“After all the people had been baptized and Jesus also had been baptized and was praying, heaven was opened and the Holy Spirit descended upon him in bodily form like a dove. And a voice came from heaven, `You are my beloved Son; with you I am well pleased.’” The Gospel, Luke 3:15-16, 21-22
On January 9, in his homily following the reading of the Gospel, the priest at the mass I attended noted that when God declared his approval for his son, Jesus had not yet performed any miracles or, in fact, had much of a resume. None of that mattered. What God made clear was his love, his unconditional love, for his son.
What a lesson for parents! We should love our children for who they are, not for what they have accomplished. We need that reminder now more than ever.
Our children are suffering and have been for more than two years while our nation, in fact, the world, battles a pandemic. Social animals, young people have spent more time out of the classroom, learning virtually, separated from their friends. No matter where they are in school, important milestones are being missed. There are fewer chances to perform in a play or show a college coach athletic ability. Graduation parties? Proms? Not like the celebrations we remember.
College is not the learning and social experience so many students anticipated. Imagine taking out those huge college loans only to sit in front of a computer to take classes remotely. Interaction with other students? Professors? Lost. A recent article in the New York Times said that colleges across the country are facing a mental health crisis, with “a troubling spate of suicides.”
Let’s not forget about young adults, those who began careers only to find those opportunities slip away. Buying a house? Getting married? Having children? Goals that once seemed a given now are out of reach.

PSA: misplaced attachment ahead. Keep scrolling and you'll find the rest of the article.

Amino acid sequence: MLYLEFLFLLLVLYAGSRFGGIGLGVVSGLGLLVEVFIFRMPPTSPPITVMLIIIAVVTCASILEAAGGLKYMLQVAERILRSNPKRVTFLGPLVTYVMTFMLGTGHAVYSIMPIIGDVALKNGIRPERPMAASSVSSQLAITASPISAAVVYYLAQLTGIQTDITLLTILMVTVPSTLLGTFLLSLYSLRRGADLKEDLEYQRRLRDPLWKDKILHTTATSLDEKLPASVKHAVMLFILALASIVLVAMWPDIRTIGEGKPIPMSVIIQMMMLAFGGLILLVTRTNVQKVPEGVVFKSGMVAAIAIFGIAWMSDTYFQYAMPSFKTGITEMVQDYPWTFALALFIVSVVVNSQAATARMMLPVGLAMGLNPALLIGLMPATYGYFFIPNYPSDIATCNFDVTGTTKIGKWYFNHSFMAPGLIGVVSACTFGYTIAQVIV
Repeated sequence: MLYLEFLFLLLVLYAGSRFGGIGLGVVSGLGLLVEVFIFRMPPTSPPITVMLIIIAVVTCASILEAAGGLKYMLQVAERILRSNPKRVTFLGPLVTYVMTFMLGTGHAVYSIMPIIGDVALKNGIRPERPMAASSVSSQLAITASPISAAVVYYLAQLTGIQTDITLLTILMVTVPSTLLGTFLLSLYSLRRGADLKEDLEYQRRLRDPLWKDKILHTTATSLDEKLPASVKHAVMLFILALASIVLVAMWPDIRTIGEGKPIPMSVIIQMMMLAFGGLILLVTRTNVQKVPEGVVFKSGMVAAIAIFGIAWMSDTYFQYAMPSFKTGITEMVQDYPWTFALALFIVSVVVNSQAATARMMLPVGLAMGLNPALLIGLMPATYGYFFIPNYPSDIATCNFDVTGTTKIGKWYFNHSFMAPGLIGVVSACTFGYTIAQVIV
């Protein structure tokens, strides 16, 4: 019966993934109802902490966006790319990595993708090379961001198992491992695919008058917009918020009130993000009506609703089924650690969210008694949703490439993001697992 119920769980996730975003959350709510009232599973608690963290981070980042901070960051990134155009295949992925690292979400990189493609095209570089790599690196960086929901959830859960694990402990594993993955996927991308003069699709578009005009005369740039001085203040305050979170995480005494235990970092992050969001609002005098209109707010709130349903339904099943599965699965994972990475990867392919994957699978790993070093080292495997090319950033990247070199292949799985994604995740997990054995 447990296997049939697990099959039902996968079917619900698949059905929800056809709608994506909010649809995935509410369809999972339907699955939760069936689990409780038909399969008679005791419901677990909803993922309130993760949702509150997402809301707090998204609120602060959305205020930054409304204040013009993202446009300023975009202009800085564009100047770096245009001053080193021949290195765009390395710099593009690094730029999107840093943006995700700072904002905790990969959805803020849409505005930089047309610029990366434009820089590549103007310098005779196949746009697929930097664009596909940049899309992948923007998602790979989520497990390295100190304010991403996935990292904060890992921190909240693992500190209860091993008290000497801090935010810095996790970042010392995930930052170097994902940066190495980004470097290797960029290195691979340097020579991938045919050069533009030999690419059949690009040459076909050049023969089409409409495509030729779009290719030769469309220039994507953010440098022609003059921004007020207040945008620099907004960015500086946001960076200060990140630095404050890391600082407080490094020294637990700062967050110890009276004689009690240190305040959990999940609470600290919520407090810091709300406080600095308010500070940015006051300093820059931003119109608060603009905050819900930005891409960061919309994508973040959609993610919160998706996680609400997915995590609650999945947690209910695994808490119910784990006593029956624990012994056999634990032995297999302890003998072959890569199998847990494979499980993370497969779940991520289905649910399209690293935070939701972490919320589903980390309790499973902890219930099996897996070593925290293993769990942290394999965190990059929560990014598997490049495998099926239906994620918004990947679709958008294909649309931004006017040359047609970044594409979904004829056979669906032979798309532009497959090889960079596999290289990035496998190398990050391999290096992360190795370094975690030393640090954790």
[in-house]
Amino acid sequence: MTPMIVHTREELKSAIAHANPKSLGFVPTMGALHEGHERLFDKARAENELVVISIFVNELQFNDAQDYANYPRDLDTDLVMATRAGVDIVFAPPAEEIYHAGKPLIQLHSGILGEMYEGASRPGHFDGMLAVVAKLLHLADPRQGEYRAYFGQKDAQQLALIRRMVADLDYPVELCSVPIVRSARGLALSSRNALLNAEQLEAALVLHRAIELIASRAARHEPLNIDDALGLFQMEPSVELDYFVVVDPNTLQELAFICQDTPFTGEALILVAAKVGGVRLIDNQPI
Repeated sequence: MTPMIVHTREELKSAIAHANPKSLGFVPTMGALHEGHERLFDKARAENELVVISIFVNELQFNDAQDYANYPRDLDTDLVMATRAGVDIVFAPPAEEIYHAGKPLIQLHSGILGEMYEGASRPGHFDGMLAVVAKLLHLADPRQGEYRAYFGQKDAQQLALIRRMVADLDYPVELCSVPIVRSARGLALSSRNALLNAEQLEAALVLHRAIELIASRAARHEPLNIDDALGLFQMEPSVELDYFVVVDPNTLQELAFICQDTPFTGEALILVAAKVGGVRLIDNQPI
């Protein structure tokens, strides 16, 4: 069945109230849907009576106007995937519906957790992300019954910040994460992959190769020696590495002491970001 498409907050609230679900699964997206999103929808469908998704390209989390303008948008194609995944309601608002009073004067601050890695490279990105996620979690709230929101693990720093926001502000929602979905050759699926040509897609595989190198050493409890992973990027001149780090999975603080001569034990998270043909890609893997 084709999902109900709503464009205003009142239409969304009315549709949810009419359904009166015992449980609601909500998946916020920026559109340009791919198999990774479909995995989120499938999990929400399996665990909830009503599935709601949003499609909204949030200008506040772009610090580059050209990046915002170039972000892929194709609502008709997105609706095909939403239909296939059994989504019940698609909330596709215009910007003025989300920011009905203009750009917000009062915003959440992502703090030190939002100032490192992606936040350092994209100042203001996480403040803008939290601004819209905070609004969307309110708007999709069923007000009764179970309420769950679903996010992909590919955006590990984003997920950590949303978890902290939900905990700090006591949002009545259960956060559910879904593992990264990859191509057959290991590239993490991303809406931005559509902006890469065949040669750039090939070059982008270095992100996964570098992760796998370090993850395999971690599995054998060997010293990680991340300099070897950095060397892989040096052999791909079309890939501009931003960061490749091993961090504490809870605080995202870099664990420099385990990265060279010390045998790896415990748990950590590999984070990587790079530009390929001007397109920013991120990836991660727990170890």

Each day I hear about children, no matter if they are GenX, Millennial, or GenZ, who are depressed, anxious, afraid. With gaps in the learning process, whether in the classroom or the workplace, these young people are falling behind. They worry about graduating, getting into law, medical, or business school, landing that first job, being let go rather than being given a promotion. Those who have been working on the front lines during Covid – in the health care and service industries – are exhausted. Many have already quit, while others are reevaluating their career choices.
As so many of us know, parenting never ends. And the old adage, “small children, small problems, big children, big problems,” still holds. As older adults, we are under pressure and stressed out, too, so it’s difficult to get through the day ourselves, let alone worry about our children. But that’s what we need to do now. We need to remind our children that they are loved for themselves and that we are there for them.
The moment doesn’t need to be dramatic, no booming voice from heaven. We can offer reassurance in a phone call or text. We can do more listening rather than talking. We can put aside our own expectations for our children and focus on what truly matters – loving them unconditionally knowing deep in our hearts that they are doing the best they can during truly horrific times. That accomplishment itself is a true miracle.
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